If you can’t get an unsecured credit card from a department store, then your next best option is to try a secured credit card. A secured credit card is a lot like a debit card, except you’ll usually pay a bit in fees. Many experts recommend secured credit cards as a way of improving bad credit and it’s a good last option if you have no history and are trying to establish one (and the previous options don’t work).

To give you an idea of the fees, Bank of America offers a Secured Visa Credit Card with a credit line of $300 to $10,000, which is determined by how much you deposit as a security deposit. It has a $29 annual fee, compared to $0 for most other cards. You also don’t earn interest on the security deposit.

Check Your Credit Report Annually

By law, the credit bureaus are required to give you a copy of your credit report each year. You can request your credit report through Annualcreditreport.com. It’s the website the government setup to help the report request process.

The law does not require the bureaus to give you your credit score. For that, you’ll have to sign up for one of their free FICO credit score services. The services offer a free trial period, after which a monthly fee is assessed. In the past, I’ve used myFICO to check my credit score.

Finally, be aware of the various factors that go into your FICO credit score. Once you start building your history, it’s important to maintain good practices so your score can be as high as possible. A change in your score of a few points can dramatically change the interest rates you pay on loans.

How I Started

I started my credit history in probably the worst possible way – I signed up at a booth at my college in return for a t-shirt! I received a credit card with a low credit limit that I never abused (and that never abused me!). I was fortunate, so many students fall into the trap of easy credit and graduate with thousands of dollars in credit card debt. I graduated with a great credit score and none of the headaches my friends faced when trying to get their first credit card!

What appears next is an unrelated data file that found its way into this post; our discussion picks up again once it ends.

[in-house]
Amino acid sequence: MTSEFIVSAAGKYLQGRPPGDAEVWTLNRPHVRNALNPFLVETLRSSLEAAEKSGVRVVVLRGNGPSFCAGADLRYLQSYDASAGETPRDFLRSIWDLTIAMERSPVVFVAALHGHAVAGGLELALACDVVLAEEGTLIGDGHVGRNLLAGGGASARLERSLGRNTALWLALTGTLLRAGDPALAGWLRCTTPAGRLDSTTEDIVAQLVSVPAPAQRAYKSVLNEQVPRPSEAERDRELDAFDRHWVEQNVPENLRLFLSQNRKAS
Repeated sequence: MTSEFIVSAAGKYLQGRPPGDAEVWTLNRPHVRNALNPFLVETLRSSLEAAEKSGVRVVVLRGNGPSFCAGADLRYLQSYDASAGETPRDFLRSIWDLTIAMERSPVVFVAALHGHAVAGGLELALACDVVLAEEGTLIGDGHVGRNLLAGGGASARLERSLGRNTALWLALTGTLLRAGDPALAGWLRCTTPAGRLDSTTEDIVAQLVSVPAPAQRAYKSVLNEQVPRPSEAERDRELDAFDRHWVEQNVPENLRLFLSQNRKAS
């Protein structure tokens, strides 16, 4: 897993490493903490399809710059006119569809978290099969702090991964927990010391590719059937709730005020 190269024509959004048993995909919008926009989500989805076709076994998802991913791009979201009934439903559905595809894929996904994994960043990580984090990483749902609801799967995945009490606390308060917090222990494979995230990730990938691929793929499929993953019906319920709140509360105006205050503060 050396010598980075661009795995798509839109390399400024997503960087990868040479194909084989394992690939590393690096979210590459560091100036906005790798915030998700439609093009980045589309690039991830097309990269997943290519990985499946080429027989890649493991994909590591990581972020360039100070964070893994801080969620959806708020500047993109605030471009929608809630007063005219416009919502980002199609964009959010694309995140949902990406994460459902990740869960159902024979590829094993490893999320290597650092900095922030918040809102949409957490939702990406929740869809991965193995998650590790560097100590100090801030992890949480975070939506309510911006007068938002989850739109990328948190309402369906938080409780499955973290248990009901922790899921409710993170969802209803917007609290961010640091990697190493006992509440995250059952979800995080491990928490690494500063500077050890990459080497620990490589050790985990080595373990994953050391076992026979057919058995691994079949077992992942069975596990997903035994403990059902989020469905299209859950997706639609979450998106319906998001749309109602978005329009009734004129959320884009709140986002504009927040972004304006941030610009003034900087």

How did your establish your credit history?

(Photo: rcsj)

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36 Responses to “How to Build Your Credit History with Tradelines”

  1. Harrison says:

    Thanks for the guide on credit.

    I got my first credit card when I opened up my first saving account. After that , I’m so lucky that I got a personal loan from a bank and then I pay the fees on time. I also pay my credit card too. Lately I found that my FICO score hits 720 mark. I never know that I’m doing what you are telling here which happens to be some good steps to raise my credit. :)

  2. Joe says:

    Or, you could commit to never borrowing money, which makes your lack of credit history irrelevant. By saving to pay cash for everything, including a home, you save interest and pay for things quicker. It’s delayed gratification, but that’s always a better thing.

    • Jim says:

      While I think it’s a laudable goal, paying cash for a home in many areas is not feasible. It’s very easy to establish and maintain a good credit score if you act responsibly.

      • Joe says:

        Why would it not be feasible? Perhaps not feasible to purchase a 2000 sq/ft home initially with cash, but it’s always feasible to pay cash for a home if you live on a budget and save. Anyone telling you otherwise is making excuses. If you can afford to pay a mortgage (including interest), you can afford to save for a home and pay yourself interest.

        • dilbert69 says: